Even though further study is needed, the answer could be linked to women´s inmune system and smoking.
Man wearing a mask. / Photo: Rawpixel
The Woman Post | Luisa Fernanda Báez Toro
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Leer en español: ¿Por qué el coronavirus ha infectado a más hombres que mujeres?
According to a report prepared by the Chinese National Health Commission (NHC), about 80% of the more than 2,000 people who have died since the outbreak of the Coronavirus are people 60 years of age or older, and 75% had previous illnesses, such as diabetes.
Recently, several studies have indicated that men are more likely to die of the virus than women and represent a slight majority of cases. For example, in a Lancet medical study published last month, at least two thirds (68%) of 99 infected patients admitted to a Wuhan, China, hospital were men, with the average age of 55.5 years.
Also, in a study published this month in the Jama Network, of nearly 140 coronavirus patients at a Wuhan University hospital, it was found that the virus was most likely to affect older men with preexisting health problems.
This data has led some researchers to suspect that certain biological factor might make men more susceptible to the virus.
In a column in the Financial Times, science writer Anjana Ahuja said that reasons for the discrepancy could be due to smoking, a variation of hospital treatment, and hormonal differences that could affect men’s immune system response to the disease.
Also, women are prone to autoimmune diseases, which causes parts of their immune system to become stronger to compensate. That could result in a stronger response to the coronavirus outbreak.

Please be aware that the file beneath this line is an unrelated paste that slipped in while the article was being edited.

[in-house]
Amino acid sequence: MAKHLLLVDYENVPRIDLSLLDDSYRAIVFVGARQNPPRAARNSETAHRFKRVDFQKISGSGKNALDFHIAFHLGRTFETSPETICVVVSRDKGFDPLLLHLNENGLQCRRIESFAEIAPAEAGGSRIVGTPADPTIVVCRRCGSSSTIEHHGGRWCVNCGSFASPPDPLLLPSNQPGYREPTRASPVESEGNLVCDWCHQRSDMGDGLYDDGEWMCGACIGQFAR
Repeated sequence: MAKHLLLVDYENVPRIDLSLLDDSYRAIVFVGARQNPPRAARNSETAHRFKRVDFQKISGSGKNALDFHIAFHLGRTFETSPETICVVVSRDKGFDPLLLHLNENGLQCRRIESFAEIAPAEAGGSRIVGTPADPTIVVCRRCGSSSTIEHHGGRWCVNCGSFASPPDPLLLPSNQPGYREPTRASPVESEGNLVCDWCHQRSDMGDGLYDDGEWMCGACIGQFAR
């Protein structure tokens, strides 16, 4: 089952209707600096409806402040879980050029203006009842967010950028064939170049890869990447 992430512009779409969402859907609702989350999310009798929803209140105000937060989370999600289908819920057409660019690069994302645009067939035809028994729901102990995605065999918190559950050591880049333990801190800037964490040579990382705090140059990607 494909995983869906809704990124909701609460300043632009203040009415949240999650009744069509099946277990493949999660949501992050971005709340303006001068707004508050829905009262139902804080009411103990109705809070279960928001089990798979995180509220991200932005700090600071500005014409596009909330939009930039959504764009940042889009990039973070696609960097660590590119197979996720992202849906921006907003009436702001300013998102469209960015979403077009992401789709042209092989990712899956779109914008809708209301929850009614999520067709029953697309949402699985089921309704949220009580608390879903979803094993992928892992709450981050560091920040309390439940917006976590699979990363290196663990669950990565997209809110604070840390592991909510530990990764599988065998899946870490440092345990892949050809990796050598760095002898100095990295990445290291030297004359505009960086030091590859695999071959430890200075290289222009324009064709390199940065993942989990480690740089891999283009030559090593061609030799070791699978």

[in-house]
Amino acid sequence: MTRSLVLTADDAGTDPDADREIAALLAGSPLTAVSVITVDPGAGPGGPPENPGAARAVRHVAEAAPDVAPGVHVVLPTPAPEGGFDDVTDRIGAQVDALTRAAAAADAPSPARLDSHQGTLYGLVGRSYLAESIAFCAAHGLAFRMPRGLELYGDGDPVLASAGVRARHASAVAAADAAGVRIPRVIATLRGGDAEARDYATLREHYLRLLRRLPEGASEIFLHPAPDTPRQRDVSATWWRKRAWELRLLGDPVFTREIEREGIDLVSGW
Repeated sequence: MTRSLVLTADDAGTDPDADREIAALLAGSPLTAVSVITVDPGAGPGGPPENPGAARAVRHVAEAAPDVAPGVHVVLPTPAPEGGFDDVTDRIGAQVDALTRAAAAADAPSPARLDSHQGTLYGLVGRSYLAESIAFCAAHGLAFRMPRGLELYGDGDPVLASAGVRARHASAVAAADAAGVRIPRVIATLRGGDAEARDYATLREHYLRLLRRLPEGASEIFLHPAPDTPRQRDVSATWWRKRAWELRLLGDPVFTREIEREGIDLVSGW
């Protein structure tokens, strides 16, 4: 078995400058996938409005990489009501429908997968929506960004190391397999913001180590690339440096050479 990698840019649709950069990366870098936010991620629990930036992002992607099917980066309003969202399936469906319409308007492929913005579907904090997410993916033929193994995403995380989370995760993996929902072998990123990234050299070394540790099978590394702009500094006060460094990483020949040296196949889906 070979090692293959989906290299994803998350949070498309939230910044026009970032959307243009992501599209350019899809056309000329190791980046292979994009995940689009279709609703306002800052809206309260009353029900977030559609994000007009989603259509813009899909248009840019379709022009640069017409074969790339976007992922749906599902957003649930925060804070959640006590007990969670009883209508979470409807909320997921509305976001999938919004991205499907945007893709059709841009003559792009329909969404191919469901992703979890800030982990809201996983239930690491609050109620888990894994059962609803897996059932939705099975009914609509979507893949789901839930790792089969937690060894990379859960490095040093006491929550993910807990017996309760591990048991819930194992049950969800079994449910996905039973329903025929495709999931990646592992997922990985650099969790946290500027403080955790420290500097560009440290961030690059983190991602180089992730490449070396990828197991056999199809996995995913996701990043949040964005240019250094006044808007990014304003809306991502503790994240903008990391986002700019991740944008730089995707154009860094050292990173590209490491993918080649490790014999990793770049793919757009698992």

The Lancet study previously mentioned also suggests that women may be less susceptible to coronavirus because their X chromosome and sex hormones such as estrogen may keep the virus from spreading widely throughout the female body. These hormones “play an important role in innate and adaptive immunity”, it said.
The New York Times, citing a study published in the Annals of Internal Medicine, which analyzes the deaths they experienced in the world in previous epidemics, such as SARS and MERS, also gives an answer on this topic.
As read on their site, in 2003, more women than men were infected with SARS, but the mortality rate was higher in them. The same happened with the MERS, since about 32% of the patients ended up dying, a percentage higher by almost 8 points compared to women (25.8%).
There are different factors for which this phenomenon occurs, but mainly because the body of men tends to generate a weaker immune response against infections.
"This is a pattern we have seen in many viral respiratory tract infections: men can have worse results," Sabra Klein, a scientist at the Bloomberg School of Public Health at Johns Hopkins University, told The New York Times. "We have seen this with other viruses. Women fight better against them."
Smoking could have a lot to do
As read on Business Insider, smoking could be one of the answers on why the virus has affected more men. According to a 2010 national survey of smoking in China found that 62% of Chinese men had been smokers at some point, while only 3% of Chinese women had ever smoked.
The executive director of the World Heath Organization's Health Emergencies Program, Michael Ryan, said smoking was "an excellent hypothesis" to answer this question. "There is a marked difference between male and females in this outbreak in terms of severity. And there's certainly a marked difference in those habits in China," Ryan said. "I think it should be relatively straightforward to establish the science."
"Since COVID-19 is a respiratory disease and often causes pneumonia, having a history of smoking could increase the risk of more severe respiratory distress or pneumonia," Saskia Popescu, an epidemiologist at the Honor Health medical group in Arizona, told Business Insider